The BYU coaching staff will continue to monitor the transfer portal for any other potential gets for the Cougars, but it seems Mark Pope has wrapped up his 2019-20 recruiting class. The bow on top being the commitment of Purdue transfer Matt Haarms.

While Haarms has yet to turn in the necessary paperwork to officially become a Cougar, the announcement of his commitment to the BYU program on Thursday sent the college basketball world into a bit of a frenzy.

Pope was not among those taken aback.

“It’s crazy to think about BYU as being a hidden gem — that’s ridiculous,” Pope said. “It’s not a hidden gem. But in terms of maybe competing in this rarefied air of recruiting, maybe people see us that way a little bit.”

Pope, who's going into his season at the helm of BYU men's basketball, credited former coach Dave Rose and all the other coaches that came before him for building a tradition and having a hand in bringing top facilities to Provo.

Enough to rival the top college basketball programs in the country.

Add the success that Pope had in his first season at BYU and the performance his top players brought every game, and it shouldn’t come as that big of a shock as to why Haarms decided to come to Provo for his final year of eligibility.

Purdue center Matt Haarms (32) goes up to block the shot ov Minnesota forward Michael Hurt (42) during the first half of an NCAA college basketball game in West Lafayette, Ind., Thursday, Jan. 2, 2020. (AP Photo/Michael Conroy)

BYU beat out top programs that included the likes of Kentucky, Gonzaga, Arizona and other top Power Five programs to get Haarms.

“I feel like we’re doing the right thing when we’re recruiting against good teams,” Pope said. “I think it gives you a lot of confidence because it means you’re probably hanging out in the right part of the portal. … We were so excited to just to be in [Haarm’s] final three [schools to choose from] because the list of 10 was just the who’s who of college basketball.”

Even though Haarms only has one more year of eligibility left, Pope hopes Cougar Nation will still be able to connect with the Purdue transfer.

Over the last few weeks, Pope has already gotten to know Haarms more than he could have ever imagined.

“I almost feel this urgency for BYU fans to get to know him because he’s only going to be here for one year and it’s going to come and go so fast,” Pope said. “I don’t want people to miss out on him because he’s got so much depth and he’s such a fascinating human being.”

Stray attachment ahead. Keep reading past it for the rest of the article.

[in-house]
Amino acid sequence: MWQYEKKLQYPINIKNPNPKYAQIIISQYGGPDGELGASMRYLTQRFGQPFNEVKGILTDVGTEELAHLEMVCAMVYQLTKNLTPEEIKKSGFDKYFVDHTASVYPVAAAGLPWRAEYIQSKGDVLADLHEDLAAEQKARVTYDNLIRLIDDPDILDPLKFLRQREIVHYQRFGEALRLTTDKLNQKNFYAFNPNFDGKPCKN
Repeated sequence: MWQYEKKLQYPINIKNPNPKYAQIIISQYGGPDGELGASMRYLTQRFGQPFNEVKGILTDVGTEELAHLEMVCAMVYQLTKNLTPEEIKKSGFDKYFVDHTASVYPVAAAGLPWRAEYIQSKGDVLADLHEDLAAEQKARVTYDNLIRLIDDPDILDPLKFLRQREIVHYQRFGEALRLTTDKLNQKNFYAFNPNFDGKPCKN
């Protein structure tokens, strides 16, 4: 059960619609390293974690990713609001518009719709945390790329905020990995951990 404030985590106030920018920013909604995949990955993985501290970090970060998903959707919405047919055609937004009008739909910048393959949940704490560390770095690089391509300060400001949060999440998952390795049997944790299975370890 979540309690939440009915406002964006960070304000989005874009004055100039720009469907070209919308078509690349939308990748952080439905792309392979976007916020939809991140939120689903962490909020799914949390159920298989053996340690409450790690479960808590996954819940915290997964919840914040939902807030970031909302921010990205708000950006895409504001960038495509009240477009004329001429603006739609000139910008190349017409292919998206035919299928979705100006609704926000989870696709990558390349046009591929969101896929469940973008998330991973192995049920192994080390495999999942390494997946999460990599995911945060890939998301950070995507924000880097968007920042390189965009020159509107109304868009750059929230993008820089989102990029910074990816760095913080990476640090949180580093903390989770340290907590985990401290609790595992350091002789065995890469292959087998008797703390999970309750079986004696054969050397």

But Haarms only highlights a strong recruiting class that will make its way to BYU. Pope and his staff also nabbed two junior college transfers — Gideon George and Spencer Johnson.

George, a 6-foot-6 forward, is coming in from New Mexico Junior College and Johnson, a 6-5 guard, is coming over from Salt Lake Community College.

By the time Johnson comes to BYU, it will have been his fourth school. Johnson started his collegiate career at Weber State, which he signed to before his church mission. After one semester, Johnson transferred to Utah Valley, where he redshirted. Then Pope, who had been coaching the Wolverines at the time, took a job at BYU and Johnson left Utah Valley for Salt Lake Community College.

“Here’s a kid that went to American Fork High School and just kept proving everybody wrong,” Pope said. “And he’s already played at three different schools and he’s just coming in as a sophomore, which I love. He proved himself, went out and took the long road … and what’s been most impressive to me about Spencer over the last year is how his athleticism has just gone through the roof.”

Then there’s the younger talent that signed — Richie Saunders and Dallin Hall, who both just finished up their high school careers.

Saunders made a name for himself at Wasatch Academy, where he averaged 14.6 points, 5.3 rebounds, 2.3 assists and 1.9 steals. Hall lead his team at Fremont to a 2019-20 6A state title and averaged 22.6 points, 7.6 rebounds, 7.1 assists and 2.0 steals his senior year.

Both Saunders and Hall will serve a church mission before enrolling at BYU. At least, that's the plan right now.

“Everything’s changing so fast … but the feedback that we’ve got so far, the general timeline, is guys are leaning towards kind of staying on the expected timeline,” Pope said. “But things could change at any moment as they already have so many times.”